Our Story

Our Daily Bread (ODB) is a non-profit food bank whose goal is to alleviate hunger in Tangipahoa Parish in an organized and cost effective manner. Established in 1999, when local social workers asked pastors to assist needy individuals and families in the area. With 30 volunteers, ODB assisted 99 families.

The food bank has three main ways to help families meet their basic food needs: pantry boxes, emergency boxes, and hot meals.

Pantry boxes are a major component of the food bank. Each month food boxes are distributed through the 27 satellite pantry sites, which are strategically located throughout the 50-mile long parish. Volunteers run all sites; each one has a director that coordinates the food pick up at ODB and box preparation. Each pantry has trained volunteers to take applications for pantry boxes. Every month approximately 2,200 families receive a food box.

Emergency boxes are prepared at the main office for those who find themselves in desperate situations such as fire victims, recently unemployed, and those referred by other local social service agencies. In the last year, distribution of over 600 emergency boxes came out of the ODB office.

The hot meal program provides meals from three kitchen sites. The site in Hammond serves meals two days per week. The two locations in the northern part of the parish each cook a meal one day per week. Headed by a kitchen supervisor, volunteer cooking crews prepare and serve meals, welcoming all who are in need. Approximately 1755 meals feed those that are hungry in the community every month.

The problem addressed by Cooking with Compassion is the high poverty rate in the parish, which is 22.5% and is almost double the national level of 14.8%. ODB strives to help those who live on a limited income, especially the elderly by supplementing their food needs. Often clients must choose between food and paying bills or buying medicine.

ODB has grown rapidly to meet the needs of the community. Until 2011, the food bank operated out of small and very old building, a generous donation from a community member allowed for the purchase of a building located in a low-income area of Hammond. With donated materials and volunteer labor, renovations converted the old facility into a 6,000 square foot warehouse/office, which greatly improved operations and services. Grant money and donations in 2013 facilitated the purchase and installation of a walk-in cooler and freezer that each holds 12 pallets of donated food. Another large grant also made it possible to buya muchneeded refrigerated truck. The new truck had an immediate impact on services by not only increasing the capacity to pick up large amounts of donated food but also expanding the pickup area.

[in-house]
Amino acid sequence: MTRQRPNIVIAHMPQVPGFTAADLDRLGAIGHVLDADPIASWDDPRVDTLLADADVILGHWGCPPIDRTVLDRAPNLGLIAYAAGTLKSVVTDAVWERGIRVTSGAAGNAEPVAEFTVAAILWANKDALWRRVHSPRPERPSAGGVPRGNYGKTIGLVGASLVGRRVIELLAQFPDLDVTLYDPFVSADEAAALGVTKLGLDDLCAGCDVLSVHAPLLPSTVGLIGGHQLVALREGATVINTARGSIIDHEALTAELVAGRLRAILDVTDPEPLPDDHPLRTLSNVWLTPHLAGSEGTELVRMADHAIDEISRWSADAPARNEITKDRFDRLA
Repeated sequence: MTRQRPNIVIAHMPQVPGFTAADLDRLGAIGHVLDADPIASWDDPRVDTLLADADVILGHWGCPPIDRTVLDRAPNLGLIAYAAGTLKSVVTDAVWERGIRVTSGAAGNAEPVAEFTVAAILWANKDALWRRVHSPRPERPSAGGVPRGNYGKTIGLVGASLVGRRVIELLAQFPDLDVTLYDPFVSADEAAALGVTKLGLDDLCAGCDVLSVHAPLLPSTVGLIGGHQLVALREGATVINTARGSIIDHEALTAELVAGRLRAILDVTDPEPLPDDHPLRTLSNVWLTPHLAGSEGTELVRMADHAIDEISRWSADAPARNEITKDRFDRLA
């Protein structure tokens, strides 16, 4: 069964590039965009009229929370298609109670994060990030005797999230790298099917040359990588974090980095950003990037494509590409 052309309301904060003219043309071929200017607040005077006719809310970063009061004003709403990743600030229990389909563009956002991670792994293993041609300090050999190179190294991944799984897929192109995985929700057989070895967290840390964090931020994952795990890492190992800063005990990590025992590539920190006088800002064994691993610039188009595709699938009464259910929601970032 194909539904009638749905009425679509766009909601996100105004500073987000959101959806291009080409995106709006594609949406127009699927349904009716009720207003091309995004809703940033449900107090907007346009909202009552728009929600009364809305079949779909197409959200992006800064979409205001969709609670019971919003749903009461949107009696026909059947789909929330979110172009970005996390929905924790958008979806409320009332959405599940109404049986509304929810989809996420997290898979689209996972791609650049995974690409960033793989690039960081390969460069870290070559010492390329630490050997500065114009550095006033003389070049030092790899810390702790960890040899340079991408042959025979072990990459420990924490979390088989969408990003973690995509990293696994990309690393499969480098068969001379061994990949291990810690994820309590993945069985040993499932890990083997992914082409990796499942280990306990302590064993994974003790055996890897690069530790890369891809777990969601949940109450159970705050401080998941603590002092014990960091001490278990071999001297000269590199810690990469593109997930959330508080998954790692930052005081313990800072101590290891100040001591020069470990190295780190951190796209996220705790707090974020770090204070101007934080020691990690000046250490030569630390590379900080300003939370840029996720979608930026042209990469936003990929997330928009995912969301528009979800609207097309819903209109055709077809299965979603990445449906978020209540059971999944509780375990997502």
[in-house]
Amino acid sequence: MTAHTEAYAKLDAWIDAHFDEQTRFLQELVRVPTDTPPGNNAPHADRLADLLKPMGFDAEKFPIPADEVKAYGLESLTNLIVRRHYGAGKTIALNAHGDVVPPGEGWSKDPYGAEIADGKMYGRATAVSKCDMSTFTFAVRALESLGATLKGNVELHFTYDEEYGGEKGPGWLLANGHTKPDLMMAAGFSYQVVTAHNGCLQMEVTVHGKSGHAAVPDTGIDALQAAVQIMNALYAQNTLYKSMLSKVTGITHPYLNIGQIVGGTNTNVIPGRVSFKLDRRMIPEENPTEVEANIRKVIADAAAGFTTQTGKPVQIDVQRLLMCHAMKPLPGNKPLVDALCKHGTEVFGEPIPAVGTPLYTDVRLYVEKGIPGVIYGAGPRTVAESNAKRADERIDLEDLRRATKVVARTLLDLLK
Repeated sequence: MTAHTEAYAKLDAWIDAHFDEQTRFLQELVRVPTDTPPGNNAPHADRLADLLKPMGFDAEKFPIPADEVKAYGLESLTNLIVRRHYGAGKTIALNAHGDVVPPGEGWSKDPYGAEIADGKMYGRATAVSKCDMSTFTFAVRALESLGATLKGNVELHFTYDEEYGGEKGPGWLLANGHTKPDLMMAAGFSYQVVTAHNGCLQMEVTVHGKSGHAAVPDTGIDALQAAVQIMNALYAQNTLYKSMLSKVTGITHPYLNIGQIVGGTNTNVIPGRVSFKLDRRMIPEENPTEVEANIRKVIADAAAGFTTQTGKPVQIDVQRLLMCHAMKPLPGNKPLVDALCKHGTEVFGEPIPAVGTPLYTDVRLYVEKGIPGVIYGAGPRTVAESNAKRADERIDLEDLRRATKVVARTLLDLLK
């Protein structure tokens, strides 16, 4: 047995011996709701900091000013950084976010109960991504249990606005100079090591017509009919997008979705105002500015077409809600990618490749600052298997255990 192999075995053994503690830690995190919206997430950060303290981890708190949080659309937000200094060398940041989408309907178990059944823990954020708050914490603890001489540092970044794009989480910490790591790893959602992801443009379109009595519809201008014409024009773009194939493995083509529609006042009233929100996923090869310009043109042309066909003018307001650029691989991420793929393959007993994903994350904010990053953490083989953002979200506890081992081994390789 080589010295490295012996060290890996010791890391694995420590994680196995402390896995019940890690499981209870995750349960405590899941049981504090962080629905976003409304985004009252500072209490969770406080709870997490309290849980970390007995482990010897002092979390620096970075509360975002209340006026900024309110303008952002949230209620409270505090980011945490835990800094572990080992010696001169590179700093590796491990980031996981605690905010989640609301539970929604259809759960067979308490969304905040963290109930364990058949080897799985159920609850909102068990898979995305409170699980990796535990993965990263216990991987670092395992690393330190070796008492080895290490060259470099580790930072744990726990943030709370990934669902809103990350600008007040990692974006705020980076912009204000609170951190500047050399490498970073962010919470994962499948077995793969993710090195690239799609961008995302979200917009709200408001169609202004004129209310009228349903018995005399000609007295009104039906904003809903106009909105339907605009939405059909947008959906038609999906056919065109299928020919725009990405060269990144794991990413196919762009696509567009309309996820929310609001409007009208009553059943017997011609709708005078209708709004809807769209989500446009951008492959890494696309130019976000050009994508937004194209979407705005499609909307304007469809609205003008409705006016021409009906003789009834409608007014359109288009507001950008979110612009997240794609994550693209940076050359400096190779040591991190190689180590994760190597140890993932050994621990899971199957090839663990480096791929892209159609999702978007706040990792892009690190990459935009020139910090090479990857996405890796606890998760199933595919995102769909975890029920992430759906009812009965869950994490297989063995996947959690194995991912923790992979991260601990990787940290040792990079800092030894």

In 2015, ODB purchased the building next to the warehouse/office. This building, again with help from community members, volunteer crews, a large foundation grant, and some donated materials has been remodeled into a commercial kitchen and dining facility.

These upgrades have vastly improved operations and expanded services to our clients.

In addition to our traditional food bank role, we are one of the primary sources of grocery distribution and hot meals during disasters, particularly hurricanes. After the most recent catastrophic flooding, local and national emergency agencies sent truckloads of supplies directly to ODB to use our unique distribution system, which rapidly moved food and supplies all over the parish. ODB delivered food items to different groups in the community who cooked for flood victims and first responders. During disasters, the executive director is an intermediary between community leaders and donors who wish to send relief items.

The latest disaster to hit our parish reinforced the urgent need to provide thousands of meals not only for those in our parish but also to help evacuees.

Besides funding from United Way and the federal Emergency Food and Shelter Program, ODB will continue to seek support for the program Cooking with Compassion by applying for grants, donations from individuals, churches, and businesses. Operating costs for the hot meal program are extremely low due to the fact that almost all the food is donated. The success of ODB continues to be the 400 dedicated volunteers, which includes our volunteer executive director. Feeding thousands of people in the community would be an overwhelming task if not for the thousands of hours of labor these volunteers provide.

Plans for evaluating the program include tracking number of meals served, entering information in database and monthly reports. ODB uses data collected to plan meals, assess client needs, and for disaster preparedness.

As a result of the Cleco/Our Daily Bread Cooking with Compassion program, twenty five thousand meals will serve the needy. The local newspaper will print an article about the partnership along with updates on social media. Cooking with Compassion will ensure that those that struggle with food insecurity will find some relief through a hot meal and caring volunteers.